Like a spider weaving her web, these roadside hucksters lure you in with empty promises of amazing unforgettable sights--then they take your money and eat your young. But what do we care? We love these tourist traps!


260 miles south of Portland, in the innocent sounding town of Gold Hill, lurks a crack in the fabric of the universe, where tennis balls roll uphill, compasses instantly freak out, and Manute Bol and Mini-Me see eye to eye. Scientists have been unable to determine exactly what makes The Oregon Vortex tick, but even a 100% concrete explanation wouldn't lessen the creepy sensation of taking a sudden half-step into a David Lynch film/Lovecraft novel/Yes album cover. The official website claims that "no matter your education or profession you will find a challenge to all your accepted theories." They ain't just blowing smoke! AW

From I-5, drive about 3 hours to Exit 43, Mon-Sat 9 am-5:15 pm, $8,


While not an obvious travel destination, it should be! This warehouse in Salem is the home of all the castaway items that universities, police departments, and state agencies no longer need. Like what? Like desks, chairs, and furniture for $10 each. Like used cop bicycles for $15. Like soda machines, school maps, lawn mowers, computers, gas masks, and old police cars! You can check out some of their stuff online at, or wander around the warehouse. If you're greedy, better bring a pickup truck! WSH

I-5 south to exit #260 (Keizer/Salem Parkway). Go three miles and take a left on Cherry Ave. About a half mile to 1655 Salem Industrial Drive NE. IMPORTANT! They're only open weekdays from 1 pm to 4 pm!


Ha ha, get it? It's a resort but it's in a tree! Heh... Anyhow, at the Out N' About Treesort you can rent a hotel room in a tree house. Plus, at the Treehouse Institute of Talkima, you can take classes on everything from tree house construction to horse back riding and crafts! KS

Takilma, OR (north of the California border; see treehouses.comfor directions), (541) 592-2208, rentals start at $90


Frances Gabe, born 1915, is one of Oregon's most renown inventors. And a quick dash to Newberg can get you a tour of her most famous invention, "The Self-Cleaning House." Correctly realizing that the constant maintenance of the home is bullshit, Frances crammed roughly 68 timesaving measures into her concrete house in Newberg to keep things tidy. These include ceiling spigots that hose down entire rooms, which are in turn covered with waterproof resin; high-powered blowers, which dry everything afterwards; a closet/washing machine; a cupboard/dishwasher and many other oddly endearing ideas. At almost 89 years old, Frances has plenty of intriguing and inspiring tales about being a woman inventor (however, you can also expect to endure an eye-rolling lecture on how "Mexicans are coming up here and taking all our jobs." What are you gonna do? She's 89 years old). Nevertheless, a visit to the Self-Cleaning House is a bizarre and fun trip out of town, and Frances is the very definition of "a piece of work." WSH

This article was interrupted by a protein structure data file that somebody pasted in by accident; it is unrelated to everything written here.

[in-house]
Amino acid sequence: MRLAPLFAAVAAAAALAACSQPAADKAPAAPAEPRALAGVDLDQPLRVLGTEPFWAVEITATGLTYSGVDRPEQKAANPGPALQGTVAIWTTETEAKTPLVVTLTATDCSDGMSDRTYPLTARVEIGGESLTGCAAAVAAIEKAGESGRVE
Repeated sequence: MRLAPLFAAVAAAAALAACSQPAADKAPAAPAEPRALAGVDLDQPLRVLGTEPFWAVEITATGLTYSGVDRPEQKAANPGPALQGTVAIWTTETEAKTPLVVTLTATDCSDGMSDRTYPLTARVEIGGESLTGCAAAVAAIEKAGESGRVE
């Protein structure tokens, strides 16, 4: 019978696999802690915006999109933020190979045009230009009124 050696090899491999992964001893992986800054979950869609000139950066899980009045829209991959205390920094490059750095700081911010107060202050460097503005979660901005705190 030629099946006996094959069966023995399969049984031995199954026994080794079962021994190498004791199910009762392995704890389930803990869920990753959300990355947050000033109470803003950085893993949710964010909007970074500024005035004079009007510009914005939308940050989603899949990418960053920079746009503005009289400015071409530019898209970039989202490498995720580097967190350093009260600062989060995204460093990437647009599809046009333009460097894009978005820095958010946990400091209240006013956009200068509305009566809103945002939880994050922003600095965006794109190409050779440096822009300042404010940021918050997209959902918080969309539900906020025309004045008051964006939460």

Newberg, OR. Reservations are REQUIRED. Call 503-538-4946 for appointment and directions. $25 for one; $5 additional.


Nothing says summer like salt water taffy, beautiful seashells, and horribly disfigured animals. Only at the endlessly curious Marsh's FREE (once more: FREE) Museum in Long Beach, WA., can you simultaneously play vintage arcade games, munch delicious homemade candy, and gaze on the stuffed corpse of a two-headed calf, an eight-legged goat, and Jake the Alligator Man (once the subject of almost as many Weekly World News installments as Bat Boy). You're going to the coast anyway, aren't you? Might as well get your mutated taxidermy fix while you're at it. You know, kill two birds with one stone. JWS

30W to Astoria, follow signs to Long Beach Peninsula, WA.